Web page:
`Don't tell us how to cook,' say school caterers to MPs

NEW GOVERNMENT guidelines telling school caterers how to boil potatoes and suggesting thicker bread for larger appetites patronise experienced cooks, caterers said yesterday.

Ian Watson, the chairman of the Local Authority Caterers' Association, told MPs the detailed rules, published last Friday, were unnecessary.

"We are all professional cooks and, with respect, we do not have to be told how to boil and how to steam," he told the Education Select Committee.

Beverley Baker, the vice-chairman of the association, added: "We want as much as anybody to encourage children to eat healthily and to have cooking skills."

The government guidelines set down national nutritional standards for school dinners and are aimed at encouraging a healthier diet.

Caterers are told to trim fat from meat, bake meat on a rack, and to steam or poach fish. They are told to boil potatoes in the minimum amount of water, and avoid glazing them with butter.

Heart disease experts welcomed the guidelines, saying school dinners contained too much sugar and too much fat.

Another caterer, Pat Fellows, told MPs school dining halls discourage children from eating. "The food and the standards [in school canteens] are excellent, but the ambience of the dining room remains old-fashioned. I would urge the Government to put in some investment," she said.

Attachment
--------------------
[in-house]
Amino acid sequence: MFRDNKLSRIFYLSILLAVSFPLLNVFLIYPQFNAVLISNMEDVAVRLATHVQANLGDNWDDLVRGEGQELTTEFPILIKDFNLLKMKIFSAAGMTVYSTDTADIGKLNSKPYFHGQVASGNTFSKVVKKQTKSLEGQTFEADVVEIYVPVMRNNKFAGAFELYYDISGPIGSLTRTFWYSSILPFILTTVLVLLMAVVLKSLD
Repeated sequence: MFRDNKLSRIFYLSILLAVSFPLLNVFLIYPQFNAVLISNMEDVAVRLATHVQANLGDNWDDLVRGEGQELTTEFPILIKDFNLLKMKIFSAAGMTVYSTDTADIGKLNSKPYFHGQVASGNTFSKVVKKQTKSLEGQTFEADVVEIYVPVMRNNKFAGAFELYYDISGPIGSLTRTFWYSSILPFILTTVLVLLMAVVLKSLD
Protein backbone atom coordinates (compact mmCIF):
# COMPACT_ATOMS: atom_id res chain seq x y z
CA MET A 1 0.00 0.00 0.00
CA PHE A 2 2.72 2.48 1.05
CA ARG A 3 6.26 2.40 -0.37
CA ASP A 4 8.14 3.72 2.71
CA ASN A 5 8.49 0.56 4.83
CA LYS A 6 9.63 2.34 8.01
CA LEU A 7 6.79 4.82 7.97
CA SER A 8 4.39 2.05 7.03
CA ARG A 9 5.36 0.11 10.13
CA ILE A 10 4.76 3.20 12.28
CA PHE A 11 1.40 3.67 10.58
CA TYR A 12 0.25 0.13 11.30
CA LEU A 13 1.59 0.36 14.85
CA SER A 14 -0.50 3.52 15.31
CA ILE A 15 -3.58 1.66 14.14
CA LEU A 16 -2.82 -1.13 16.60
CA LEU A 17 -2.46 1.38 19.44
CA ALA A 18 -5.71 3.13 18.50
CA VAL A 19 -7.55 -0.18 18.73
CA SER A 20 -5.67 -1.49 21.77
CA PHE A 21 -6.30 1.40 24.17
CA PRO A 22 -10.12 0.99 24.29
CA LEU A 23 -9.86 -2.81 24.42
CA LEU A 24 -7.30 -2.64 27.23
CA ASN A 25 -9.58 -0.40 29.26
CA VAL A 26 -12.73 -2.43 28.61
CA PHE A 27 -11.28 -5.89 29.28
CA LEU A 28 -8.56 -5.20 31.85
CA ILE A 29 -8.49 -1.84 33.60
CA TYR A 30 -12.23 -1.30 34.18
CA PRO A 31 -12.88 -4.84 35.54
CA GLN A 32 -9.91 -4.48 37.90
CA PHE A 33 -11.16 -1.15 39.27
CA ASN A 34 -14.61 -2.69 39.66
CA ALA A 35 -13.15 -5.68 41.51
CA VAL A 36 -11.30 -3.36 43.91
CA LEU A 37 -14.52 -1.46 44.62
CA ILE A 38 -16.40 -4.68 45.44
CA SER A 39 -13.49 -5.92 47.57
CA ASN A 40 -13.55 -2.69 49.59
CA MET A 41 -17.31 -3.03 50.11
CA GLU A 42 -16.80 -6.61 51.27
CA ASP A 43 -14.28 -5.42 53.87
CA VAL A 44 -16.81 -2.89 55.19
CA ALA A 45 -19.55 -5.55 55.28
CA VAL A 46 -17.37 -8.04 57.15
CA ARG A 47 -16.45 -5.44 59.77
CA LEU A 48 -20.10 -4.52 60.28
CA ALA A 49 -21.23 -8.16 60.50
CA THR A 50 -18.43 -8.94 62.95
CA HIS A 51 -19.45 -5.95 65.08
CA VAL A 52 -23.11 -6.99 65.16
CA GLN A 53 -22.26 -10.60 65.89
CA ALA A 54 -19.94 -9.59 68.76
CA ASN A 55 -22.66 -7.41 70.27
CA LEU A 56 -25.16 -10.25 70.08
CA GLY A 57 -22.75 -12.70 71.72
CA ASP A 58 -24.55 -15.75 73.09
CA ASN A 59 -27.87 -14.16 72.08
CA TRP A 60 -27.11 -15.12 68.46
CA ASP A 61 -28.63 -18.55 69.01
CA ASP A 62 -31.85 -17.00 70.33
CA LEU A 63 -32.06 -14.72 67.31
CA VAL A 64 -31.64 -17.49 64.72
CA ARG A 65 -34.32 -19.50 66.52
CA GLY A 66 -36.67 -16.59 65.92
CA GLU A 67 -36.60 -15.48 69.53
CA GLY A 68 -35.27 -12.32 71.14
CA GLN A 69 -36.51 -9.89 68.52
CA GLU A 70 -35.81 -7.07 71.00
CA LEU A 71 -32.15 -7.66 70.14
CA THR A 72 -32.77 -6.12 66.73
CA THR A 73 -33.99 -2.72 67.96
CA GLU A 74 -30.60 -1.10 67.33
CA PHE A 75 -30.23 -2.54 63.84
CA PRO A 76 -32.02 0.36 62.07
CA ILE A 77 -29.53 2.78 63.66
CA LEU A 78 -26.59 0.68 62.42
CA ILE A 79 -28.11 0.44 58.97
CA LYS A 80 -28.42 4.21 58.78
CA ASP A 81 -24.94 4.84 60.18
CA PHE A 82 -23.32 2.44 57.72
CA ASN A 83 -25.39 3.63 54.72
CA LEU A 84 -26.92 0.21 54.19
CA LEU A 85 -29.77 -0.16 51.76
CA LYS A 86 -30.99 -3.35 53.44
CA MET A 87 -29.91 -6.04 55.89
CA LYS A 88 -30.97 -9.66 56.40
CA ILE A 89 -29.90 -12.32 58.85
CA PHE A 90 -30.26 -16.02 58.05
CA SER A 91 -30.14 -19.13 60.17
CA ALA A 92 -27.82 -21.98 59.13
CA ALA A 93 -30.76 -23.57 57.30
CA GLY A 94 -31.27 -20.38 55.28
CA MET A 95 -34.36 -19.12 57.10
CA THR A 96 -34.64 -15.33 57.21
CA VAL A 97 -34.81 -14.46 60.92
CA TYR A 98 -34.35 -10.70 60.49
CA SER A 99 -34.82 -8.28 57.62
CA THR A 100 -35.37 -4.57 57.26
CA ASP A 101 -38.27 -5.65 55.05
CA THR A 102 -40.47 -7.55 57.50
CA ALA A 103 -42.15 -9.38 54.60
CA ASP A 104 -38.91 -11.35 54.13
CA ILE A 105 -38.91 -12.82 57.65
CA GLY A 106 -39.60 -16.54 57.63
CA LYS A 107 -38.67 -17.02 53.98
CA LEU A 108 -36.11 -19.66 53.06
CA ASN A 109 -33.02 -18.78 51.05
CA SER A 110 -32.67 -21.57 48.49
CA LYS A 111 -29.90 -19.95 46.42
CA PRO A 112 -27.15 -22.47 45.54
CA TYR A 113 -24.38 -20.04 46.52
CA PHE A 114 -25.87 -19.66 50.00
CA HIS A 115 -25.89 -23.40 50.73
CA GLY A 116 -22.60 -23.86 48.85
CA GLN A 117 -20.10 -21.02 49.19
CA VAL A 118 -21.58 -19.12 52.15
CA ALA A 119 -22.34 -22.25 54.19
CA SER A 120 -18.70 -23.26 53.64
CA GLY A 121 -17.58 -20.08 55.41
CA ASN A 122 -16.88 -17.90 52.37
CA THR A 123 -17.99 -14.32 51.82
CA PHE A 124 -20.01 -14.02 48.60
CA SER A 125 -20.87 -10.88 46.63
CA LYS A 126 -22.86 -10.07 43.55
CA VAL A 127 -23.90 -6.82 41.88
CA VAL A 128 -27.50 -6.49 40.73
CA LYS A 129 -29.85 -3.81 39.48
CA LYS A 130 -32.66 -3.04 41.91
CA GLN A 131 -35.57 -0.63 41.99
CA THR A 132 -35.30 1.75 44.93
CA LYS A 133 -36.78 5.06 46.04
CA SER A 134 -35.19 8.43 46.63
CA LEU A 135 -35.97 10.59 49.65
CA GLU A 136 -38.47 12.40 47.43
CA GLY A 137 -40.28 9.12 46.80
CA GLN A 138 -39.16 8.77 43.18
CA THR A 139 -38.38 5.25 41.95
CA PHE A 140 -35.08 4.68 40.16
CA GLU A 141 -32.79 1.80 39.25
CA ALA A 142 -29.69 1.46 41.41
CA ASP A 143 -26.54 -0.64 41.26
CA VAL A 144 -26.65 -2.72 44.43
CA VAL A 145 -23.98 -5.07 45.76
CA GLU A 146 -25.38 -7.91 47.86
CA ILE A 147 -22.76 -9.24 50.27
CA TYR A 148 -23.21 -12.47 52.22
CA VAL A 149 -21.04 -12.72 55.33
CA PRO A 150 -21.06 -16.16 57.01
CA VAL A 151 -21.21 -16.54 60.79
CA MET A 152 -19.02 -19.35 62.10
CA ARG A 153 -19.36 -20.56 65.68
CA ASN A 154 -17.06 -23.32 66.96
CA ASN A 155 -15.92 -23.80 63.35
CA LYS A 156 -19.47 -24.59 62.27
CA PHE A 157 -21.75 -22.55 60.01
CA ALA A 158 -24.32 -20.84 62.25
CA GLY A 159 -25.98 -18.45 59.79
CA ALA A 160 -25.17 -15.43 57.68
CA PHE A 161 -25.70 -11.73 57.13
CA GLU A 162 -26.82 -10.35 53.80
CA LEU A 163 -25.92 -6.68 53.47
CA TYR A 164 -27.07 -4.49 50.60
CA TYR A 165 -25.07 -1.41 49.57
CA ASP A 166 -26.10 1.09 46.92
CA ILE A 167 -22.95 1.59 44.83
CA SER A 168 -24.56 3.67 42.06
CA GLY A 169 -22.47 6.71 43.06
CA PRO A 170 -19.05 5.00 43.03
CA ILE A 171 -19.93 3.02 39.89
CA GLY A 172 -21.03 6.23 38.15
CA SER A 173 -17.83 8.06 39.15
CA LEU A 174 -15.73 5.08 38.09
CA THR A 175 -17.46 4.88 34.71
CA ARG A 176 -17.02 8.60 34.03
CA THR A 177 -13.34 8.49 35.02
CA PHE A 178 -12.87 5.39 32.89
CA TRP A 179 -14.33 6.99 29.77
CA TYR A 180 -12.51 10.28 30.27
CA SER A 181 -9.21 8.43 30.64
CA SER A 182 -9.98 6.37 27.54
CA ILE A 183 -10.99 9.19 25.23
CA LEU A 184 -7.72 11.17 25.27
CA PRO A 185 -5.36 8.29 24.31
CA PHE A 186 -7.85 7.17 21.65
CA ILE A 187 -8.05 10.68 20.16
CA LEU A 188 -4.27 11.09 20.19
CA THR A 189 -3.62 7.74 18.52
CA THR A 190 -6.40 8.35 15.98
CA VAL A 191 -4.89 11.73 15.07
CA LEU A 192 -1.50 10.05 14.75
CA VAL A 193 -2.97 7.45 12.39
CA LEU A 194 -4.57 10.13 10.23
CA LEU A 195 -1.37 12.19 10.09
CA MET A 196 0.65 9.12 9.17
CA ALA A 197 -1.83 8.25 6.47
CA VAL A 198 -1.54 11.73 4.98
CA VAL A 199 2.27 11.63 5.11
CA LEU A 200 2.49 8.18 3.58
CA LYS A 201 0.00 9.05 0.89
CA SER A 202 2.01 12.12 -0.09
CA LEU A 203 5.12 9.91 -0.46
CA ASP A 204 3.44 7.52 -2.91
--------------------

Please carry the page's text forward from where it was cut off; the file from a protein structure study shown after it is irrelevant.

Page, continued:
"Our customers are used to McDonalds fast food restaurants and we can't preventthem going out if our dining rooms are old-fashioned, dour, sad places. If we are going to encourage nutrition we need to have the right ambience to attract customers."

She said fewer and fewer children were able to cook. For many children, school dinners were their only hot meals eaten at a table. Yet under the government guidelines, there is no requirement to serve hot meals every day.

Imogen Sharp, director of the National Heart Forum, told the Select Committee: "If our children were learning how to cook at school, Delia Smith's How To Cook book would not be a best seller. If you cannot cook an egg in adulthood there is something seriously wrong in our classrooms."


Bread, cereals and potatoes

n Chips, fried or roast potatoes no more than three times a week

n Rice and pasta at least once a week

n Pizza no more than once a week

Fruit, veg and salad

n Baked beans no more than once a week

n Fresh fruit at least twice a week

n Fruit in dessert at least once a day

Milk and dairy produce

n Must be part of every meal

n Cheese as a main course no more than twice a week